The key to stopping, or at least minimizing, this unwanted attention is to clearly give the impression that you are too busy to speak. If allowed, wear headphones. Try to avoid eye contact when colleagues pass your desk; this will give the impression that you are busy in another way.
Constant calls from other departments are one of the biggest distractions at work and one of the barriers to do so, especially if the calls are related to urgent tasks that require an immediate response.
It’s very easy for jobs to pile up as calls come in and your original work gets neglected; this is where you should try to prioritize and complete your tasks before it gets too much.
If this means not answering the phone until you’ve caught up, so be it. But make sure you set up a voicemail that explains to people that you will be reaching out to them ASAP, and then try to do exactly that.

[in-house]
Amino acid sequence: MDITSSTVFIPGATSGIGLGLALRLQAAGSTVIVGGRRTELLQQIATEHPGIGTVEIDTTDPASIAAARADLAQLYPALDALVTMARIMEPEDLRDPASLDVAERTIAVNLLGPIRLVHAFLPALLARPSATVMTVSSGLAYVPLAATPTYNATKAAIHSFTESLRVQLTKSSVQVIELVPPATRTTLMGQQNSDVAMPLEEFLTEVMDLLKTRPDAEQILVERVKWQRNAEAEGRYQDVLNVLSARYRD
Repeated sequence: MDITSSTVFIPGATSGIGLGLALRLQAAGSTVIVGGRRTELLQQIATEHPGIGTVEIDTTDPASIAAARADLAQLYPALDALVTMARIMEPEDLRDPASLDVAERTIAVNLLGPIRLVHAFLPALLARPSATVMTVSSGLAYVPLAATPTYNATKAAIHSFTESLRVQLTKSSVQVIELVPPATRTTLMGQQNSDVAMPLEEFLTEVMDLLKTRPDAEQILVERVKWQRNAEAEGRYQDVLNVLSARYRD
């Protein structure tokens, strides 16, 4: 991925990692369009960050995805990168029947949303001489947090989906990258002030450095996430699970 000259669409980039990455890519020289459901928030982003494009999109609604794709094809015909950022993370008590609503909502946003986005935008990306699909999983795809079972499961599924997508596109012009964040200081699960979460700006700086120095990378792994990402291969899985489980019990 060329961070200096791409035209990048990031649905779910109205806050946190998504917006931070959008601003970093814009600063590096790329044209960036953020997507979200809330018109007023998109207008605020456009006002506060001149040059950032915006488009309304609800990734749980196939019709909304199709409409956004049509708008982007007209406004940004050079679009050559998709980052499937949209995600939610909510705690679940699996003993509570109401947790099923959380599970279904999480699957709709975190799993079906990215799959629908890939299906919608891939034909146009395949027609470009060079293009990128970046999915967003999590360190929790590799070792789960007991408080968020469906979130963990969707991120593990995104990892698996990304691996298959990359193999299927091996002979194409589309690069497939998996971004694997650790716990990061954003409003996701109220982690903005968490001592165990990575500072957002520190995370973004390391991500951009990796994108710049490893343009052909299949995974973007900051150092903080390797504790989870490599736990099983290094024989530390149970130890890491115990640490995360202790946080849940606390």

Your personal phone is one of the distractions at work
Sometimes it is difficult to leave your personal luggage at the office door. Important things may happen at home and you may need to take certain calls or answer certain messages. OK. But when you check the group chat every five minutes or call your partner to find out what’s for dinner, it can become a distraction.
Unless you’re expecting an important call, keep your phone in a drawer or in your purse so you’re less inclined to check it. Make sure it is also in silent mode; there is nothing more irritating to your colleagues than the same message tone ringing all day.